A: Wole Soyinka Pf: 1976, Ife, Nigeria Pb: 1975 G: Trag. in 5 scenes; prose and verse S: Town of Oyo, western Nigeria, during the Second World War C: 9m, 3f, extrasFollowing Yoruba religious practice, Elesin Oba is about to commit ritual suicide in order to accompany his late chief, the Alafin of Oyo, on his journey to the spirit world. On the way to his death, Elesin, who is escorted by a group of praise-singers and drummers, encounters a beautiful young woman in the marketplace. Although she is engaged to the son of the market-woman Iyaloja, Iyaloja gives her blessing to Elesin's marriage to her before he dies. Meanwhile, the British District Officer Pilkings and his wife throw a fancy-dress ball to welcome the arrival of the Prince of Wales, and unwittingly commit sacrilege by dressing in egungun masquerade costumes, to be worn only when invoking the spirits of the dead. The ball is attended by Olunde, Elesin's eldest son, whom the Pilkings took from his native home to send to medical school in England. Far from being grateful, Olunde now feels alienated from his own community but equally not accepted by the white Europeans. At the ball he argues with Jane Pilkings about the colonial attitudes of the British. When Pilkings learns of the ‘barbaric’ ritual of Elesin's suicide, he orders the arrest of Elesin and the dispersal of the worshippers. However, the market-women, led by Iyaloja, hold back the soldiers long enough for Elesin and his bride to be wed. Elesin enters a trance, but does not die owing to ‘a weight of longing on my earth-held limbs’. Elesin is arrested by the police, and Olunde confronts him angrily for reneging on his duty to the gods. Olunde offers himself instead for ritual sacrifice, and, when his corpse is carried in accompanied by a dirge from the worshippers, Elesin finally finds the strength to take his own life.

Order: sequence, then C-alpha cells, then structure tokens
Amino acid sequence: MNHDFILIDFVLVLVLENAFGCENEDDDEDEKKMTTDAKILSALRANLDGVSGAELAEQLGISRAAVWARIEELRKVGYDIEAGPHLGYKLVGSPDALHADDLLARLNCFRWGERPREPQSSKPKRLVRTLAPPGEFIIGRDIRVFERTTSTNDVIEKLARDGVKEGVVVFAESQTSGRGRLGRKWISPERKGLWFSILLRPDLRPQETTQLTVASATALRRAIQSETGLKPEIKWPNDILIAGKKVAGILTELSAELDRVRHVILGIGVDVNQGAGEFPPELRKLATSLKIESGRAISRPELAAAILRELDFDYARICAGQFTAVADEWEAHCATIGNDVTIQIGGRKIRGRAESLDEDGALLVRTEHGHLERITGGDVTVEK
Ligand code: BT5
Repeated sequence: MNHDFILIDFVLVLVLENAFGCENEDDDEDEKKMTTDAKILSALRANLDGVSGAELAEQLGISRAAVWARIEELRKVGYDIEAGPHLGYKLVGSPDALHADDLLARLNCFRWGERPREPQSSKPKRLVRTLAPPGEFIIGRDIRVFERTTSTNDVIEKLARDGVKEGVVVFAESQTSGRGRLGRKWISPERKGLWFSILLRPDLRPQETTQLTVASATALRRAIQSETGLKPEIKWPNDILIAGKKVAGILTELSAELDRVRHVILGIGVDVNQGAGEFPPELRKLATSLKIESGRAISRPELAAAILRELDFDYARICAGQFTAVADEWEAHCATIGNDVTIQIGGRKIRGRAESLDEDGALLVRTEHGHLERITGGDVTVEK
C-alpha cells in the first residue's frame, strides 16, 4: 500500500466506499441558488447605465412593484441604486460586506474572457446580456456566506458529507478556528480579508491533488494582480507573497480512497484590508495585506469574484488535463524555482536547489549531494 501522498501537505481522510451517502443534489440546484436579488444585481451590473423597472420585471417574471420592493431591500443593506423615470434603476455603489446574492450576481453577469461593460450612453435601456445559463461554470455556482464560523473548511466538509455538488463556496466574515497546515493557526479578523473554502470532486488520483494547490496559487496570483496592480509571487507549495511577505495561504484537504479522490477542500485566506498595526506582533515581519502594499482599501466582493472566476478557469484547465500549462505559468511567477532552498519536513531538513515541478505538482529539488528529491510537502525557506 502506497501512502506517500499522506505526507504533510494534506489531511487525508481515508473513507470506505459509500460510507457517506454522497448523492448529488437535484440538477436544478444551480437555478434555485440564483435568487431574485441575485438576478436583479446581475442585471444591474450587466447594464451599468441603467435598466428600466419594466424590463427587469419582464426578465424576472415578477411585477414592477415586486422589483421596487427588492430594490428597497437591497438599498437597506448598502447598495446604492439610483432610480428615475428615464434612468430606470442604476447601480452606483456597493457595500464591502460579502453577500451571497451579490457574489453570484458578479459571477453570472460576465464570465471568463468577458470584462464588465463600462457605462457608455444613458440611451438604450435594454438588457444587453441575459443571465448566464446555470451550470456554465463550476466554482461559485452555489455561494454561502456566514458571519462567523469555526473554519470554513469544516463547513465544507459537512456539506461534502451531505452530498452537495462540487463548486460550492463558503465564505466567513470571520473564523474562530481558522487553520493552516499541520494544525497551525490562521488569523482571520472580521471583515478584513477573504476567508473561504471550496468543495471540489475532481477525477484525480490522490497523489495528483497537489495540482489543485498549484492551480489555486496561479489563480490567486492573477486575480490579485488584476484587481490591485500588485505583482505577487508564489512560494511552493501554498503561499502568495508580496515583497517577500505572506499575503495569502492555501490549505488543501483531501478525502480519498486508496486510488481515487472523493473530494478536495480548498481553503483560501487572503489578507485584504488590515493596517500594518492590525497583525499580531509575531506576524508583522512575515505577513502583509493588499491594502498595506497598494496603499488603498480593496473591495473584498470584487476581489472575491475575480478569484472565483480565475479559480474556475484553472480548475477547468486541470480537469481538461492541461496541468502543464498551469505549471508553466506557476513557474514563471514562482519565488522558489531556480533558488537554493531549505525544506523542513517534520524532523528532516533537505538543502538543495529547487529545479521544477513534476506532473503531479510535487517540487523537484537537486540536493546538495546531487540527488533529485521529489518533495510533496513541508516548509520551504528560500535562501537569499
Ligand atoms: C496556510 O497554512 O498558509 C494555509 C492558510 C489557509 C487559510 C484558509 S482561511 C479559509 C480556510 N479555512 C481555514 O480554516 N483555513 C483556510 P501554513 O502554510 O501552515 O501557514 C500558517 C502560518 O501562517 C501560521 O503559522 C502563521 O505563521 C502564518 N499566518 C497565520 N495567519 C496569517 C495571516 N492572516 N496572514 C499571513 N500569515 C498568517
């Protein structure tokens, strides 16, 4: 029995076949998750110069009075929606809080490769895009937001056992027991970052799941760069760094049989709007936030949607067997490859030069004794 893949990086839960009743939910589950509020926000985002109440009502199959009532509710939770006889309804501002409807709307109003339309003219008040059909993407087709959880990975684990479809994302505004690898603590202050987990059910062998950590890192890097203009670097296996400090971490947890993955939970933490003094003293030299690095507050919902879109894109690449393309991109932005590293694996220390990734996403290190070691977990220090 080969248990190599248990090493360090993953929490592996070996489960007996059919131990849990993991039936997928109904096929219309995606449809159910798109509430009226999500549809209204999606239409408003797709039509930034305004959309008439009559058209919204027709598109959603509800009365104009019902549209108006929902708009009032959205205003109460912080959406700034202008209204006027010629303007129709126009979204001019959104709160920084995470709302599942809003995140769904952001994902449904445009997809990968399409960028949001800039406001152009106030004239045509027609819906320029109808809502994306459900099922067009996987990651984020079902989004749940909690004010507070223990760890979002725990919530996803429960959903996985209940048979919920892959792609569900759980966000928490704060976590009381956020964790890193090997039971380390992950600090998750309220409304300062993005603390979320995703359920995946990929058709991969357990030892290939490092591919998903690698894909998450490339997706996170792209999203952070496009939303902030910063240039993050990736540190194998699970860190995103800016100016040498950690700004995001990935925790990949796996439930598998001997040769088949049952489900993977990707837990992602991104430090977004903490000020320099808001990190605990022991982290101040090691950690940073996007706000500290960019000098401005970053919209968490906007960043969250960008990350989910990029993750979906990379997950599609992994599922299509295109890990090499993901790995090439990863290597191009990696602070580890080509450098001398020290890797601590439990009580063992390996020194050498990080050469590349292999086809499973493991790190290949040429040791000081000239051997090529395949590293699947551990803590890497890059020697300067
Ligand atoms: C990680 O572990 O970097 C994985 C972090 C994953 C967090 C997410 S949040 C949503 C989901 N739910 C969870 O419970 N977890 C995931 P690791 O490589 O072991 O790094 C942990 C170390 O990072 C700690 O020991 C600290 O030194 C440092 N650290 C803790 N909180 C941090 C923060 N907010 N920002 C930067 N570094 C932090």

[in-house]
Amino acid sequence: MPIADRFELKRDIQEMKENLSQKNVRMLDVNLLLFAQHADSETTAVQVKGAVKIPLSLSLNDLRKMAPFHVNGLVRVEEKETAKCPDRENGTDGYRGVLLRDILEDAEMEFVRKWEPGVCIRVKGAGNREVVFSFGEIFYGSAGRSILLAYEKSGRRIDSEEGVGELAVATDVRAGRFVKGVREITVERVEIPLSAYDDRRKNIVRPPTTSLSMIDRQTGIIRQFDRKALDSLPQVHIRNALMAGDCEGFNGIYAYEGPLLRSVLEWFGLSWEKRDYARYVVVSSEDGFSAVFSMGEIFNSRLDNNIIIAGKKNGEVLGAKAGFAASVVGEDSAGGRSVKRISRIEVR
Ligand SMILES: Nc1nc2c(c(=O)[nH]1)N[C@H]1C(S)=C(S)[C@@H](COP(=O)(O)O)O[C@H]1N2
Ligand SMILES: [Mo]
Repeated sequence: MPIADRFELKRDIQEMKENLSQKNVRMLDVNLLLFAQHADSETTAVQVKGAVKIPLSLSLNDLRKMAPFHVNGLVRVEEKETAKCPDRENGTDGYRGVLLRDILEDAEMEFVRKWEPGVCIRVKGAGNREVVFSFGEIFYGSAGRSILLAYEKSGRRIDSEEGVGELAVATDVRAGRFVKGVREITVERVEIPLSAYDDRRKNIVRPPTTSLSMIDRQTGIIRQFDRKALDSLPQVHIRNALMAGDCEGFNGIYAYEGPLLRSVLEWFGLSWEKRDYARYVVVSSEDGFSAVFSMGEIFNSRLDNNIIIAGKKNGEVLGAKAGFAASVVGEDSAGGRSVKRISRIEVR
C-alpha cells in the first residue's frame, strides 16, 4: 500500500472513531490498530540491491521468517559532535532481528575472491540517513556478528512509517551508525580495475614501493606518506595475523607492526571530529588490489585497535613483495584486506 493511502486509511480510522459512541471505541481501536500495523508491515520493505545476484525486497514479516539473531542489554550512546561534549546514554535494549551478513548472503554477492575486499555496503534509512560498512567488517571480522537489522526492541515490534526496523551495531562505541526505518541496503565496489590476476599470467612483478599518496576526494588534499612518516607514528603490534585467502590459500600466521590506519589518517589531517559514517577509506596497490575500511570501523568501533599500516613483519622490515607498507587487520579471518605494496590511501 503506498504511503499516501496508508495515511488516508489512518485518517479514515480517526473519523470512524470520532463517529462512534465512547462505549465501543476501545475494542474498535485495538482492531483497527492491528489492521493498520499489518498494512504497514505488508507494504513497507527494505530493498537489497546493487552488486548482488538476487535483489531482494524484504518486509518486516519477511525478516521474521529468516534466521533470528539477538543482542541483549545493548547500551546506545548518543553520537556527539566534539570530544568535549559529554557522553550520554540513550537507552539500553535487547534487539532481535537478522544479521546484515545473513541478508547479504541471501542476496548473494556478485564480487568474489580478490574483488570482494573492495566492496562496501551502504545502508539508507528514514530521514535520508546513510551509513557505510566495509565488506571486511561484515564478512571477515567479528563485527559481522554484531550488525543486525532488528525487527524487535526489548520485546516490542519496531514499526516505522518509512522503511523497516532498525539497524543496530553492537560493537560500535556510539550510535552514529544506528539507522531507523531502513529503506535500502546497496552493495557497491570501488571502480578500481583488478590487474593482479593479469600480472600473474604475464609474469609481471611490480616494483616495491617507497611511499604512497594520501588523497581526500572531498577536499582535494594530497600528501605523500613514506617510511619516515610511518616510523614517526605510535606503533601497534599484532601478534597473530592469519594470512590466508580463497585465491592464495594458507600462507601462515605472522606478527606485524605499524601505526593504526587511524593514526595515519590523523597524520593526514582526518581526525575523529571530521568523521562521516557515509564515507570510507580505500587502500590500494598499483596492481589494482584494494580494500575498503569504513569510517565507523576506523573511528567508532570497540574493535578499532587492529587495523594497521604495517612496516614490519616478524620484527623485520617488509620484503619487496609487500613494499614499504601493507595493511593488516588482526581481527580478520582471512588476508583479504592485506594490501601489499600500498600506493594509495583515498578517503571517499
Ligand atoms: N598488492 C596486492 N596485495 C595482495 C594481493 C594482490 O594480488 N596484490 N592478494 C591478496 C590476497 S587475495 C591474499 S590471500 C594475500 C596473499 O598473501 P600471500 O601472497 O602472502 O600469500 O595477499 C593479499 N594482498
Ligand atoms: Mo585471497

A: Wole Soyinka Pf: 1976, Ife, Nigeria Pb: 1975 G: Trag. in 5 scenes; prose and verse S: Town of Oyo, western Nigeria, during the Second World War C: 9m, 3f, extras
Death and the King's Horsemen, arguably the best play to emerge from West Africa, became the internationally most successful of Soyinka's plays and set him on the road to winning the Nobel Prize. While Western audiences tend to read the play as one about colonial intervention in native African tradition, Soyinka insists that this is merely a ‘a catalytic incident’. Indeed, the timescale is confused: the incident on which the play is based occurred in 1946, the play is set in the Second World War, and yet there had been no Prince of Wales since 1936. The focus of the piece is on the confrontation between the Western-educated Olunde, like Soyinka no longer truly a part of his own community and yet not accepted by the whites, who finds a path back to himself, to the spirits of the dead, and to his native soil by fatally embracing ancient ritual. It remains ambiguous, however, whether Olunde's sacrificial act will restore harmony.